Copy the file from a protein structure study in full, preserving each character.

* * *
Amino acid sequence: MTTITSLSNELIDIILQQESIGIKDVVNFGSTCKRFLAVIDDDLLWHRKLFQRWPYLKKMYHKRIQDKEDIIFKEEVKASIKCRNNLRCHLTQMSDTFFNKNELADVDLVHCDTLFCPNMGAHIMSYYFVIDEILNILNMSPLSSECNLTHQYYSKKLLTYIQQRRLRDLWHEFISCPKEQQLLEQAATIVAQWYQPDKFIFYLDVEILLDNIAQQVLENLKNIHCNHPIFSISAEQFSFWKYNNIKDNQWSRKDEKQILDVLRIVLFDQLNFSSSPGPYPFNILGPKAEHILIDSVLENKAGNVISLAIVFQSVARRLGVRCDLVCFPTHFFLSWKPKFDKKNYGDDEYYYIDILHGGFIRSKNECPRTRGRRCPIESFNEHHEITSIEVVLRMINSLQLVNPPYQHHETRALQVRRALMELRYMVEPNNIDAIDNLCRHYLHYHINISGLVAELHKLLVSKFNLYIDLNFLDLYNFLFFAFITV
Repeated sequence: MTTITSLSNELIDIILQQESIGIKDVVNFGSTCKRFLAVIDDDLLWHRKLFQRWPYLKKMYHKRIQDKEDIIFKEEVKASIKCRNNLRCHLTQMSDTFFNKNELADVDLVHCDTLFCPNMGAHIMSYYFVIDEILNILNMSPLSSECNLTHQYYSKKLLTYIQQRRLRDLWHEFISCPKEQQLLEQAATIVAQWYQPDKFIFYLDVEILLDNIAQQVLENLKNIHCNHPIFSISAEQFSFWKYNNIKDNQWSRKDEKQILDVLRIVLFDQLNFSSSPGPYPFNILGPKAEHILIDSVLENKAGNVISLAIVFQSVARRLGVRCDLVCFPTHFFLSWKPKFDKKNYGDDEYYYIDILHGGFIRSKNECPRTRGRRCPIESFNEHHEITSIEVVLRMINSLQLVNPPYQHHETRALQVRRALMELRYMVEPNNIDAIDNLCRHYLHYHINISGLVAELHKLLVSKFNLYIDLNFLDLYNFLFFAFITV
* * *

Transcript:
Amino acid sequence: MTTITSLSNELIDIILQQESIGIKDVVNFGSTCKRFLAVIDDDLLWHRKLFQRWPYLKKMYHKRIQDKEDIIFKEEVKASIKCRNNLRCHLTQMSDTFFNKNELADVDLVHCDTLFCPNMGAHIMSYYFVIDEILNILNMSPLSSECNLTHQYYSKKLLTYIQQRRLRDLWHEFISCPKEQQLLEQAATIVAQWYQPDKFIFYLDVEILLDNIAQQVLENLKNIHCNHPIFSISAEQFSFWKYNNIKDNQWSRKDEKQILDVLRIVLFDQLNFSSSPGPYPFNILGPKAEHILIDSVLENKAGNVISLAIVFQSVARRLGVRCDLVCFPTHFFLSWKPKFDKKNYGDDEYYYIDILHGGFIRSKNECPRTRGRRCPIESFNEHHEITSIEVVLRMINSLQLVNPPYQHHETRALQVRRALMELRYMVEPNNIDAIDNLCRHYLHYHINISGLVAELHKLLVSKFNLYIDLNFLDLYNFLFFAFITV
Repeated sequence: MTTITSLSNELIDIILQQESIGIKDVVNFGSTCKRFLAVIDDDLLWHRKLFQRWPYLKKMYHKRIQDKEDIIFKEEVKASIKCRNNLRCHLTQMSDTFFNKNELADVDLVHCDTLFCPNMGAHIMSYYFVIDEILNILNMSPLSSECNLTHQYYSKKLLTYIQQRRLRDLWHEFISCPKEQQLLEQAATIVAQWYQPDKFIFYLDVEILLDNIAQQVLENLKNIHCNHPIFSISAEQFSFWKYNNIKDNQWSRKDEKQILDVLRIVLFDQLNFSSSPGPYPFNILGPKAEHILIDSVLENKAGNVISLAIVFQSVARRLGVRCDLVCFPTHFFLSWKPKFDKKNYGDDEYYYIDILHGGFIRSKNECPRTRGRRCPIESFNEHHEITSIEVVLRMINSLQLVNPPYQHHETRALQVRRALMELRYMVEPNNIDAIDNLCRHYLHYHINISGLVAELHKLLVSKFNLYIDLNFLDLYNFLFFAFITV